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Don Curlee

Don Curlee

Without direction from campaign professionals a grassroots movement that recognizes and credits California agriculture for its stature and contributions has captured the attention and support of an expanding fan base. Bumper stickers, signs and flags proclaim it, saying “My Job Depends on Ag.”

For many who display the slogan its declaration is true. Farmers naturally are proud to acknowledge their connection to food production, but the movement has quickly brought that same admission by a long and expanding list of suppliers of farm equipment, materials, services, advice and many who just want to generally express support for agriculture.

The movement could have begun in any number of prominent farm states, but several Californians who are deeply involved and committed to agriculture as a way of life deserve credit for providing early structure for it and for promoting events that gave it prominence.

The precise beginning of the movement is difficult to establish. Some point to the aerial photo that was taken about four years ago showing all the pieces of farm equipment required to produce and harvest one season’s crop of alfalfa. The spread covered a large part of a field near Mendota. It became part of a discussion of agricultural relevance on Fresno’s educational television station KVPT, creating excitement well beyond agriculture.

Viewer reaction led to several ag-related discussion programs on the same station dealing with drought, which was a major issue at the time, and other issues that arise on the farm but affect the lives of many who are far removed from the farm. The idea began to take root that many jobs off the farm depend on agriculture.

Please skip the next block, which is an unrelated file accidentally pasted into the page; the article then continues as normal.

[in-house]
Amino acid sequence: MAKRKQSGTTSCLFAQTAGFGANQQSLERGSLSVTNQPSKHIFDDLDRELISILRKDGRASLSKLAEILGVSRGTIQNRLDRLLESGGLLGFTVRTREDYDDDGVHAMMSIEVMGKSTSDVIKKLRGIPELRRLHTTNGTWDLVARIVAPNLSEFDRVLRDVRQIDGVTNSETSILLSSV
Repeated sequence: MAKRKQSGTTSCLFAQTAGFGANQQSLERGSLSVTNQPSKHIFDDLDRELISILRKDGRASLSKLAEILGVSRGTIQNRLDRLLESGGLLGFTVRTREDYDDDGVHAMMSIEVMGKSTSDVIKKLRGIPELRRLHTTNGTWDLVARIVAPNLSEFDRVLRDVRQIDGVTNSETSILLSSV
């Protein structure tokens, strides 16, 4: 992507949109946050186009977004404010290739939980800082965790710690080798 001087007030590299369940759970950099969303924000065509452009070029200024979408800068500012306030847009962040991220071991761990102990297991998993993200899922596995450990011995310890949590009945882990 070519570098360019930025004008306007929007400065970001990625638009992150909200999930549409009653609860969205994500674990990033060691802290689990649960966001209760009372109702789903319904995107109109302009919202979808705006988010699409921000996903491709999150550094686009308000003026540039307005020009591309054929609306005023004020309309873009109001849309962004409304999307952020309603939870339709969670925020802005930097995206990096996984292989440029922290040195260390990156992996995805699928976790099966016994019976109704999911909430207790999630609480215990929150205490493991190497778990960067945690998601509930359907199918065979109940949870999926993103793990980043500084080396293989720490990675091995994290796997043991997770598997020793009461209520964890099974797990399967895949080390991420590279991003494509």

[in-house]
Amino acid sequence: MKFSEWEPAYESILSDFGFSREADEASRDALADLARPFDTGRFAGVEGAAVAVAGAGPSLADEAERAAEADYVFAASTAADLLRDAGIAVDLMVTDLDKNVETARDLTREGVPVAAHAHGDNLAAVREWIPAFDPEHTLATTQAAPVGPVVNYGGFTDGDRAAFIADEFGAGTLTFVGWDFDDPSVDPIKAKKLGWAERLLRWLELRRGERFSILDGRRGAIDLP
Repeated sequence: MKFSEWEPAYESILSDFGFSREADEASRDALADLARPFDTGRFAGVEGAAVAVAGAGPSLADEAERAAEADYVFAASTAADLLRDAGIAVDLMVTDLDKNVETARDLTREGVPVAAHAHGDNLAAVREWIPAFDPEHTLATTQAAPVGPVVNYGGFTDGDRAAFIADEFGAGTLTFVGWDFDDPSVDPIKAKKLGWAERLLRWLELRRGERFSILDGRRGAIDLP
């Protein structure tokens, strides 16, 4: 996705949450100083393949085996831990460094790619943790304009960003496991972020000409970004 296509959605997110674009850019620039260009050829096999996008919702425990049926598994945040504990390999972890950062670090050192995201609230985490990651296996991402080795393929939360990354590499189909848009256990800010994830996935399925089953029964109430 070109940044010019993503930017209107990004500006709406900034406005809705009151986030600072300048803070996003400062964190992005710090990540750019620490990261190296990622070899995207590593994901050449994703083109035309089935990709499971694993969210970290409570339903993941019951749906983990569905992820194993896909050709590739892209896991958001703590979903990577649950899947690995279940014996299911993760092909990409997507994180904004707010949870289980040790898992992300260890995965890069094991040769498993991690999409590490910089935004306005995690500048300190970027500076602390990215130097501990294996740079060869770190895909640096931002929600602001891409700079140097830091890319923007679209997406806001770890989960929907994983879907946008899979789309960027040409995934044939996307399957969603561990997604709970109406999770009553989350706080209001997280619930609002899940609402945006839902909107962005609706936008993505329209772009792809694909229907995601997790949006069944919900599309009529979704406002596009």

The educational TV station where the move first received recognition has since broadcast a number of 30-minute documentaries detailing crops or issues basic to farmers in the area. They have provided detail that informs the non-farm audience of the importance and permanence of each commodity featured. The programs have tended to make off-the-farm viewers proud of their area’s agricultural heritage and its contribution to the local lifestyle.

Instead of appreciating and supporting California’s agricultural economy the state legislature seems bent on controlling it. It has imposed new levels of restriction and detail on several traditional procedures native to farming’s lifestyle, particularly in the area of wages, hours and work environments. Keeping up with some recent requirements has caused some farmers and farm managers to invest in additional personnel, services and systems just to avoid inadvertent violation of one or more of the newest restrictions.

But even legislative power is not likely to overcome the diversified strength and team spirit of California’s farm community. About a dozen years ago the farm community banded together to defeat legislation that would have restricted the use of so many essential agricultural chemicals and pesticides that crop production would have been severely restricted.

In the ‘60s and ’70s California famers were forced to unite to resist a cruel and selfish attempt to force farm workers into the bondage of an upstart labor union. The campaign culminated in 1976 in a political battle to defeat a union-sponsored manipulation identified as Proposition 14. With resolve and sound professional guidance farmers and their many friends defeated the measure soundly, a nearly two-to-one vote.

The “My Job . . . movement has no designated opposition. Nor does it have promotional and administrative structure. It is mostly dependent on a wide segment of Californians recognizing and admitting that agriculture plays a huge part in their lives. Shouldn’t take too much circumspection to arrive at that conclusion.

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